writes a Table.jl compatible data source into a file or databse.

using TableIO, DataFrames

CSV Format:

using CSV
write_table!("my_data.csv", df)

write_table!("", df) # zipped CSV. If no "inner" file name is given, the table is always stored in csv format with the same file name as the zip archive

JSON Format:

using JSONTables
write_table!("my_data.json", df) # dictionary of arrays
write_table!("my_data.json", df, orientation=:objecttable) # dictionary of arrays
write_table!("my_data.json", df, orientation=:arraytable) # array of dictionaries

write_table!("", "my_data.json", df) # need to explicitly give a file name inside zip archive, otherwise csv format is used

Binary Formats:

using JDF
write_table!("my_data.jdf", df) # JDF (compressed binary format)

using Parquet
write_table!("my_data.parquet", df) # Parquet - note that Date element type is not supported yet

using Arrow
write_table!("my_data.arrow", df) # Apache Arrow

import Pandas # using gives a naming conflict
write_table!("my_data.hdf", "key", df) # HDF5 (via Pandas)


write_table!("my_data.xlsx", "test_sheet_42", df) # creates sheet with defined name


using SQLite
write_table!("my_data.db", "my_table", df) # SQLite from file, table must not exist

sqlite_db = SQLite.DB("my_data.db")
write_table!(sqlite_db, "my_table", df) # SQLite from database connection


using LibPQ, CSV
postgres_conn = LibPQ.Connection("dbname=postgres user=postgres")
write_table!(postgres_conn, "my_table", df) # table must exist and be compatible with the input data

StatFiles.jl integration: write_table! is not supported.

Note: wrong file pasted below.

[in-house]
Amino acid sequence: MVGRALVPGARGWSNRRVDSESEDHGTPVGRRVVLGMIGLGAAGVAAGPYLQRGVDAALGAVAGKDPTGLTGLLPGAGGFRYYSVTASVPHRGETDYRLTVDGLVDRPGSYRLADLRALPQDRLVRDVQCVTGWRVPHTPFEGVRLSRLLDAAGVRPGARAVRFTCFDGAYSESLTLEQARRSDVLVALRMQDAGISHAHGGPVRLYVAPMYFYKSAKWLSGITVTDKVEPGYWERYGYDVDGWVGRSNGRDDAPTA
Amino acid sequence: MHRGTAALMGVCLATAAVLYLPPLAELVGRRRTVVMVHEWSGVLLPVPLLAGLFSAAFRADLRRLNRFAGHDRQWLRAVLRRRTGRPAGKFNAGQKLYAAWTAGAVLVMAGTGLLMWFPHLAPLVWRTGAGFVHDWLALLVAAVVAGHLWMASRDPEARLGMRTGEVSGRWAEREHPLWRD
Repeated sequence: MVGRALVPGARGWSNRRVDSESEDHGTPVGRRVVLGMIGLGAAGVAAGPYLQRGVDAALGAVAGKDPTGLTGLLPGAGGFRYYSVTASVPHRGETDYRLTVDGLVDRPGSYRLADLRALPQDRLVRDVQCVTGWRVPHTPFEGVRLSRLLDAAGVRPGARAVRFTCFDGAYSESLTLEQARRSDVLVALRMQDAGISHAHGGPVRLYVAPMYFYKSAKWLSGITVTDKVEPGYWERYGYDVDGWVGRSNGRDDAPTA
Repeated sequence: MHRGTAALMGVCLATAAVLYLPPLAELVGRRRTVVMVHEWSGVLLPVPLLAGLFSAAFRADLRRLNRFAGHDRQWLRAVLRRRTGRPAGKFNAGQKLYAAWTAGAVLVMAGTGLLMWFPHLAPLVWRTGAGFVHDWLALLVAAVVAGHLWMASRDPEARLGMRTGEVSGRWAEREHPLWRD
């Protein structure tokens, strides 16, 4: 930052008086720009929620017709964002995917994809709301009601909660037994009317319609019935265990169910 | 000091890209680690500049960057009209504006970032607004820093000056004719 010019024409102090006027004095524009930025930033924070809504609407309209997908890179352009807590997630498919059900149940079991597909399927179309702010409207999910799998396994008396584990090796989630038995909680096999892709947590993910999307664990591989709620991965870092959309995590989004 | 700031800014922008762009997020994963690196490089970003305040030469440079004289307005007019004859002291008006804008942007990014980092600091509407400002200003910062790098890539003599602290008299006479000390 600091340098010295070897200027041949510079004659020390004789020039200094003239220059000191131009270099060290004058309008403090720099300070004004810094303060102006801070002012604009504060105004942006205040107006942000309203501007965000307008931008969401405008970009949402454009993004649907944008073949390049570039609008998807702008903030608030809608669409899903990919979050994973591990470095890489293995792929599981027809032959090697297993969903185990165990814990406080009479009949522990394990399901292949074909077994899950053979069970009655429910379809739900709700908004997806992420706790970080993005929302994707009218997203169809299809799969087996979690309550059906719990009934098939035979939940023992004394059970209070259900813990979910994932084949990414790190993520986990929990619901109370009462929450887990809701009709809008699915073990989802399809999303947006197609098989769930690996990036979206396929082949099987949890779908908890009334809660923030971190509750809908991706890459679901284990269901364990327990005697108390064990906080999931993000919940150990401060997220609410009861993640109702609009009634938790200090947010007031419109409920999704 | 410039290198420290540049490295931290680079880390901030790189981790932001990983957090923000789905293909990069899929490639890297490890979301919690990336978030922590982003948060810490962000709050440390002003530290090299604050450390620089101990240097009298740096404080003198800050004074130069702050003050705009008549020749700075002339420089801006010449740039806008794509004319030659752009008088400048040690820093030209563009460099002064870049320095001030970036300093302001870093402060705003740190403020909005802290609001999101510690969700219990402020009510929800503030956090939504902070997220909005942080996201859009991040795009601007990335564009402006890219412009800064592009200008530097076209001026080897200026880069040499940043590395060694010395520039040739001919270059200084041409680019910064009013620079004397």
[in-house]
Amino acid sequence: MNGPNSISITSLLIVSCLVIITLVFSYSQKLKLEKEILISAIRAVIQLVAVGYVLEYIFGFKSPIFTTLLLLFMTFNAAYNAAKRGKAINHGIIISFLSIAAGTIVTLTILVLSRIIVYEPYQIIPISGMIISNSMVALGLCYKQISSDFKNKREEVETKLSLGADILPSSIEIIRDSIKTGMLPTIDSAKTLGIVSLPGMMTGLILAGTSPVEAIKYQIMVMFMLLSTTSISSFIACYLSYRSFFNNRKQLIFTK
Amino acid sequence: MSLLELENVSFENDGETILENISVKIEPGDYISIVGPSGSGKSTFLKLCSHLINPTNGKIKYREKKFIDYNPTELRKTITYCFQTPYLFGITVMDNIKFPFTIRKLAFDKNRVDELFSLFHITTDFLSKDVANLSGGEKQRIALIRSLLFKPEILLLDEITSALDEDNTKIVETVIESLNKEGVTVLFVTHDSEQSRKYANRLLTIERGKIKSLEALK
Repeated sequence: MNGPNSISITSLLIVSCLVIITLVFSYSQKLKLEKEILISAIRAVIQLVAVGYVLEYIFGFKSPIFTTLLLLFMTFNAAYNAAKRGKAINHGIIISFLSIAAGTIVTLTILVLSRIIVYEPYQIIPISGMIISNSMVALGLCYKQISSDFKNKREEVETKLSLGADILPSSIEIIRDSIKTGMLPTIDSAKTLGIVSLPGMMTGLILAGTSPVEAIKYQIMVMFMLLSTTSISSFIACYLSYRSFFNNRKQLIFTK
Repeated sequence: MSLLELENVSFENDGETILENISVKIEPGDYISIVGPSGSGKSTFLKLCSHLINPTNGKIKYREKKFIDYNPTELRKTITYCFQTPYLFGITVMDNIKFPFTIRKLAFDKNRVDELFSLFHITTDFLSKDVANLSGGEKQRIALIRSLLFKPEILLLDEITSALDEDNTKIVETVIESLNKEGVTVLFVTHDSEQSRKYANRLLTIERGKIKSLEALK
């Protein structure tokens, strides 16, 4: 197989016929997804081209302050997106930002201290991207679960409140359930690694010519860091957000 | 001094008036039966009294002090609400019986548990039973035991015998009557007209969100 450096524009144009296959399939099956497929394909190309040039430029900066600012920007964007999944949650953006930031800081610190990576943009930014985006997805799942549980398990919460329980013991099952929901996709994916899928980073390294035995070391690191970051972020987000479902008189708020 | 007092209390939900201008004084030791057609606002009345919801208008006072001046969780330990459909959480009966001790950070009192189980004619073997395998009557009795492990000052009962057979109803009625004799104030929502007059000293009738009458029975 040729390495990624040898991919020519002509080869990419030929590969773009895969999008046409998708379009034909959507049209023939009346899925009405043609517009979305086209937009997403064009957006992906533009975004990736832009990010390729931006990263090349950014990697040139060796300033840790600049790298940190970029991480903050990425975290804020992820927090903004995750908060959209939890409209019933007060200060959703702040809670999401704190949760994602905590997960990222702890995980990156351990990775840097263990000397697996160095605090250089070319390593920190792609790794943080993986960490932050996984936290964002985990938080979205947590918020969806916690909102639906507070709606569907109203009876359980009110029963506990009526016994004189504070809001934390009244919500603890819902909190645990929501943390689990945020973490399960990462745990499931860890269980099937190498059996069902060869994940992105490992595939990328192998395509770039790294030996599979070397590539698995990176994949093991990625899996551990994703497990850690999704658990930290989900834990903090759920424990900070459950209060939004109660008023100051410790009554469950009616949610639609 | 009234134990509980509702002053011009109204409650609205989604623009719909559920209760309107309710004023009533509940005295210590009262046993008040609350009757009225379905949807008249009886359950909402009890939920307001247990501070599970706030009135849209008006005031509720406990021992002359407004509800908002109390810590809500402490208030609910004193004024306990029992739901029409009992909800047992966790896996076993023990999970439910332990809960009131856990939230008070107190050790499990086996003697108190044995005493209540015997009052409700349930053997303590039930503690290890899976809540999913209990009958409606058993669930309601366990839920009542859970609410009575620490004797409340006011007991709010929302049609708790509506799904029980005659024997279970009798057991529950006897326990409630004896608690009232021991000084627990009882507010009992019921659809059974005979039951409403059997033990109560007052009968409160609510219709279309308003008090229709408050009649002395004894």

Additionally, it is possible to export tabular data into Julia code (.jl files):

write_table!("my_data.jl", "my_table", df)

To read this data, the corresponding Julia source code file can be included:

@assert DataFrame(my_table) == df


It is possible to pass the output of read_table directly as input to write_table! for converting tabular data between different formats:

name1 = joinpath(testpath, "") # zipped CSV
name2 = joinpath(testpath, "testx.jdf") # binary
name3 = joinpath(testpath, "testx.xlsx") # Excel
name4 = joinpath(testpath, "testx.db") # SQLite

write_table!(name2, read_table(name1))
write_table!(name3, read_table(name2))
write_table!(name4, "my_table", read_table(name3))

df_recovered = DataFrame(read_table(name4, "my_table"); copycols=false)

PlutoUI Integration

In a Pluto.jl notebook, TableIO can be used directly on a PlutoUI.jl FilePicker output.

Example (run in a Pluto.jl notebook):

using PlutoUI, TableIO, DataFrames
@bind f PlutoUI.FilePicker() # pick any supported file type
df = DataFrame(read_table(f); copycols=false)

This functionality works for all supported file formats if the corresponding import packages are installed. It is not required to import them, this is done automatically.


The PostgreSQL component requires a running PostgreSQL database for unit tests. This database can be started using the following command:

docker run --rm --detach --name test-libpqjl -e POSTGRES_HOST_AUTH_METHOD=trust -p 5432:5432 postgres


If you encounter warnings like

┌ Warning: Package TableIO does not have CSV in its dependencies:
│ - If you have TableIO checked out for development and have
│   added CSV as a dependency but haven't updated your primary
│   environment's manifest file, try `Pkg.resolve()`.
│ - Otherwise you may need to report an issue with TableIO
└ Loading CSV into TableIO from project dependency, future warnings for TableIO are suppressed.

please ignore them.

TableIO purposely has not included the libraries for the specific file formats as its own dependencies.

Used By Packages

No packages found.